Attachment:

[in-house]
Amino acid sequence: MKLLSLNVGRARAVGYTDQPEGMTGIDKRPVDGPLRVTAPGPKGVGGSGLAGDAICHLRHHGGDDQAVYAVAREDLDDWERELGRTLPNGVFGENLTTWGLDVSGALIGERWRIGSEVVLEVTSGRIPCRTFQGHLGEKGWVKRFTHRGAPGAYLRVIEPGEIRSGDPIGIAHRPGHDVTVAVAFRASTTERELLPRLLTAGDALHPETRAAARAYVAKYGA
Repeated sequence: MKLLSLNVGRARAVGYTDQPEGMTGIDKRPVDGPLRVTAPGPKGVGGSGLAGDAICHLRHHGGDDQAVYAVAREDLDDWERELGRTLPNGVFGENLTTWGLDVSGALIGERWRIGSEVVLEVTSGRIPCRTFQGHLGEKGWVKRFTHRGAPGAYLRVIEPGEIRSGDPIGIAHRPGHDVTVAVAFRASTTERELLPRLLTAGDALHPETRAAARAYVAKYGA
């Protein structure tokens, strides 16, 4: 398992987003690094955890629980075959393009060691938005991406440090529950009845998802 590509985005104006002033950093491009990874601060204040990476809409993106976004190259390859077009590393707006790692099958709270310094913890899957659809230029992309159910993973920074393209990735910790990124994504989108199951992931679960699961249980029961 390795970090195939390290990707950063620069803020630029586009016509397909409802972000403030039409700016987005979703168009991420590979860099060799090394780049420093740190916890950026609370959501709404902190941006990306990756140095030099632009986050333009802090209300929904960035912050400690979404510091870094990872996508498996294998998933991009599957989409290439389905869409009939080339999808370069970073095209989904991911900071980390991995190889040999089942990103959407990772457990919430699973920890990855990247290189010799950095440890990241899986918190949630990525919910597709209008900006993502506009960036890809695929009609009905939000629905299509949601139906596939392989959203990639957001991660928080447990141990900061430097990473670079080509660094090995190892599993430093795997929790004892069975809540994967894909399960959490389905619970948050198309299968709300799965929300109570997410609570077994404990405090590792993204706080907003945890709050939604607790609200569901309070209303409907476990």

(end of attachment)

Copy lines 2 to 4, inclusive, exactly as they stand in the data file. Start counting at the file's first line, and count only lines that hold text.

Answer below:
Amino acid sequence: MKLLSLNVGRARAVGYTDQPEGMTGIDKRPVDGPLRVTAPGPKGVGGSGLAGDAICHLRHHGGDDQAVYAVAREDLDDWERELGRTLPNGVFGENLTTWGLDVSGALIGERWRIGSEVVLEVTSGRIPCRTFQGHLGEKGWVKRFTHRGAPGAYLRVIEPGEIRSGDPIGIAHRPGHDVTVAVAFRASTTERELLPRLLTAGDALHPETRAAARAYVAKYGA
Repeated sequence: MKLLSLNVGRARAVGYTDQPEGMTGIDKRPVDGPLRVTAPGPKGVGGSGLAGDAICHLRHHGGDDQAVYAVAREDLDDWERELGRTLPNGVFGENLTTWGLDVSGALIGERWRIGSEVVLEVTSGRIPCRTFQGHLGEKGWVKRFTHRGAPGAYLRVIEPGEIRSGDPIGIAHRPGHDVTVAVAFRASTTERELLPRLLTAGDALHPETRAAARAYVAKYGA
């Protein structure tokens, strides 16, 4: 398992987003690094955890629980075959393009060691938005991406440090529950009845998802 590509985005104006002033950093491009990874601060204040990476809409993106976004190259390859077009590393707006790692099958709270310094913890899957659809230029992309159910993973920074393209990735910790990124994504989108199951992931679960699961249980029961 390795970090195939390290990707950063620069803020630029586009016509397909409802972000403030039409700016987005979703168009991420590979860099060799090394780049420093740190916890950026609370959501709404902190941006990306990756140095030099632009986050333009802090209300929904960035912050400690979404510091870094990872996508498996294998998933991009599957989409290439389905869409009939080339999808370069970073095209989904991911900071980390991995190889040999089942990103959407990772457990919430699973920890990855990247290189010799950095440890990241899986918190949630990525919910597709209008900006993502506009960036890809695929009609009905939000629905299509949601139906596939392989959203990639957001991660928080447990141990900061430097990473670079080509660094090995190892599993430093795997929790004892069975809540994967894909399960959490389905619970948050198309299968709300799965929300109570997410609570077994404990405090590792993204706080907003945890709050939604607790609200569901309070209303409907476990």